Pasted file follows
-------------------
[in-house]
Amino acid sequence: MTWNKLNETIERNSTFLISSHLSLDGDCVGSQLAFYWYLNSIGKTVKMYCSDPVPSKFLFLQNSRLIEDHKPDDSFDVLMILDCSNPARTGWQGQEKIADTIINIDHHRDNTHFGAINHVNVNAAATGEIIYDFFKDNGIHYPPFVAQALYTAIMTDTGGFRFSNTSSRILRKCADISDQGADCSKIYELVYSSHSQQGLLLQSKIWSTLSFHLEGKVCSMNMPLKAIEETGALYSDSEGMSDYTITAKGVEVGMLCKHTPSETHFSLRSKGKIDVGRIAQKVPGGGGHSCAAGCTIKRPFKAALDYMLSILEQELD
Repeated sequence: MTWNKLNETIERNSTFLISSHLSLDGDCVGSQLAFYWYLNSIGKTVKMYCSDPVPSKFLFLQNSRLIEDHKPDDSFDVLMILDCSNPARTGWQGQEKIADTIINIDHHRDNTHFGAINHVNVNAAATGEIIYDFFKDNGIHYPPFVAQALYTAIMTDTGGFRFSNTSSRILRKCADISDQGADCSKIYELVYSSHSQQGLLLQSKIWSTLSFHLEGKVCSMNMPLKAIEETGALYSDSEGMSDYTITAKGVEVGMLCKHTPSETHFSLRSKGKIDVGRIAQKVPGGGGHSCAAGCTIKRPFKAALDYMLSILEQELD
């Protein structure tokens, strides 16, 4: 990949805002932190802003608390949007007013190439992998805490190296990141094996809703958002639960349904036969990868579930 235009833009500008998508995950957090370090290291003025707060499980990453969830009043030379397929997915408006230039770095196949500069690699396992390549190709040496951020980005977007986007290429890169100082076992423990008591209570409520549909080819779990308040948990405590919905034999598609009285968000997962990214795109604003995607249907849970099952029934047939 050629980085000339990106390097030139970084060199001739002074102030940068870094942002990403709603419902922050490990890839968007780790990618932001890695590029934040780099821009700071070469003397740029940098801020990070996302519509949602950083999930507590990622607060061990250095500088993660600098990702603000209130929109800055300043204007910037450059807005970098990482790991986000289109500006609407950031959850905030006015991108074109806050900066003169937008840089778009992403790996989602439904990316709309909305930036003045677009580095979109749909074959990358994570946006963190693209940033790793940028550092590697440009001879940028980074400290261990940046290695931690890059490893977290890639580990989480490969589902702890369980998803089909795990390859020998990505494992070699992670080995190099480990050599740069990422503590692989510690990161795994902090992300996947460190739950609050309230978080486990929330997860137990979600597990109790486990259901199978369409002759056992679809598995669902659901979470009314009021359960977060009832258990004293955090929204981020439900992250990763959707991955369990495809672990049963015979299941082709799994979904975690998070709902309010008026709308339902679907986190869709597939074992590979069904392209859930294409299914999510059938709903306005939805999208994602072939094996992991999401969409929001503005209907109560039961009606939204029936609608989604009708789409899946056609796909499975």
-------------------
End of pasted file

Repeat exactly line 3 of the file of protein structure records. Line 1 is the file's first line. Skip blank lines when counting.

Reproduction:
Repeated sequence: MTWNKLNETIERNSTFLISSHLSLDGDCVGSQLAFYWYLNSIGKTVKMYCSDPVPSKFLFLQNSRLIEDHKPDDSFDVLMILDCSNPARTGWQGQEKIADTIINIDHHRDNTHFGAINHVNVNAAATGEIIYDFFKDNGIHYPPFVAQALYTAIMTDTGGFRFSNTSSRILRKCADISDQGADCSKIYELVYSSHSQQGLLLQSKIWSTLSFHLEGKVCSMNMPLKAIEETGALYSDSEGMSDYTITAKGVEVGMLCKHTPSETHFSLRSKGKIDVGRIAQKVPGGGGHSCAAGCTIKRPFKAALDYMLSILEQELD